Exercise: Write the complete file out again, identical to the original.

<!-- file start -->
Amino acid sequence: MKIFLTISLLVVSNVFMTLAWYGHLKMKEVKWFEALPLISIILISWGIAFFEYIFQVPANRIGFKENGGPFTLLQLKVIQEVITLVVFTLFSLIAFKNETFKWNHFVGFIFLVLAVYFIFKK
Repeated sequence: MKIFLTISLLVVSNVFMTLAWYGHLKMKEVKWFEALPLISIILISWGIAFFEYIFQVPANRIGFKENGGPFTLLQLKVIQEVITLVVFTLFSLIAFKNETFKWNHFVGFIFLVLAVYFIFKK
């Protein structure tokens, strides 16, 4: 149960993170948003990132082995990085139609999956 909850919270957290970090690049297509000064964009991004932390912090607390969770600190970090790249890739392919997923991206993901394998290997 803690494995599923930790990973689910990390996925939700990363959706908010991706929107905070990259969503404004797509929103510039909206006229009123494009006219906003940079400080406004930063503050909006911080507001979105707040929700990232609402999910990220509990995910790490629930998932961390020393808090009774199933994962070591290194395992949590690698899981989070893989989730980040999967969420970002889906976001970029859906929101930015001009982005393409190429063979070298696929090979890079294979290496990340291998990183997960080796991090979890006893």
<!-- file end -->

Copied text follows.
Amino acid sequence: MKIFLTISLLVVSNVFMTLAWYGHLKMKEVKWFEALPLISIILISWGIAFFEYIFQVPANRIGFKENGGPFTLLQLKVIQEVITLVVFTLFSLIAFKNETFKWNHFVGFIFLVLAVYFIFKK
Repeated sequence: MKIFLTISLLVVSNVFMTLAWYGHLKMKEVKWFEALPLISIILISWGIAFFEYIFQVPANRIGFKENGGPFTLLQLKVIQEVITLVVFTLFSLIAFKNETFKWNHFVGFIFLVLAVYFIFKK
């Protein structure tokens, strides 16, 4: 149960993170948003990132082995990085139609999956 909850919270957290970090690049297509000064964009991004932390912090607390969770600190970090790249890739392919997923991206993901394998290997 803690494995599923930790990973689910990390996925939700990363959706908010991706929107905070990259969503404004797509929103510039909206006229009123494009006219906003940079400080406004930063503050909006911080507001979105707040929700990232609402999910990220509990995910790490629930998932961390020393808090009774199933994962070591290194395992949590690698899981989070893989989730980040999967969420970002889906976001970029859906929101930015001009982005393409190429063979070298696929090979890079294979290496990340291998990183997960080796991090979890006893």